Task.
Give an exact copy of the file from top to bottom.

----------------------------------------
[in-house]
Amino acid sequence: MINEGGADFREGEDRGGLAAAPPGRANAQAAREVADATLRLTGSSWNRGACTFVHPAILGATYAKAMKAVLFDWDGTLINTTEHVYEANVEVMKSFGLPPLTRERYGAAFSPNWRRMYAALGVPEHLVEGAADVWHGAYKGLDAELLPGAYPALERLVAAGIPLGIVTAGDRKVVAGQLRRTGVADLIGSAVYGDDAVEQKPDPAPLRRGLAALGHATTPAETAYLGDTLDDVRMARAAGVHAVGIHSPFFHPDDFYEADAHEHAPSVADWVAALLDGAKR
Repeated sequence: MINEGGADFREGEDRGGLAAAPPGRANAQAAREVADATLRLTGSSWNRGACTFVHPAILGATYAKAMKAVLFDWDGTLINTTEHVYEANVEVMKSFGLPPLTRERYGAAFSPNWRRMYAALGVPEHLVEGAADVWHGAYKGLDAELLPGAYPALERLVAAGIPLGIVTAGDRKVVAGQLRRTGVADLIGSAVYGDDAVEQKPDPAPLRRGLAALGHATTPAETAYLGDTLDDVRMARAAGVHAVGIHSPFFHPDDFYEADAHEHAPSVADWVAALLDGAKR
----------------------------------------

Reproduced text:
[in-house]
Amino acid sequence: MINEGGADFREGEDRGGLAAAPPGRANAQAAREVADATLRLTGSSWNRGACTFVHPAILGATYAKAMKAVLFDWDGTLINTTEHVYEANVEVMKSFGLPPLTRERYGAAFSPNWRRMYAALGVPEHLVEGAADVWHGAYKGLDAELLPGAYPALERLVAAGIPLGIVTAGDRKVVAGQLRRTGVADLIGSAVYGDDAVEQKPDPAPLRRGLAALGHATTPAETAYLGDTLDDVRMARAAGVHAVGIHSPFFHPDDFYEADAHEHAPSVADWVAALLDGAKR
Repeated sequence: MINEGGADFREGEDRGGLAAAPPGRANAQAAREVADATLRLTGSSWNRGACTFVHPAILGATYAKAMKAVLFDWDGTLINTTEHVYEANVEVMKSFGLPPLTRERYGAAFSPNWRRMYAALGVPEHLVEGAADVWHGAYKGLDAELLPGAYPALERLVAAGIPLGIVTAGDRKVVAGQLRRTGVADLIGSAVYGDDAVEQKPDPAPLRRGLAALGHATTPAETAYLGDTLDDVRMARAAGVHAVGIHSPFFHPDDFYEADAHEHAPSVADWVAALLDGAKR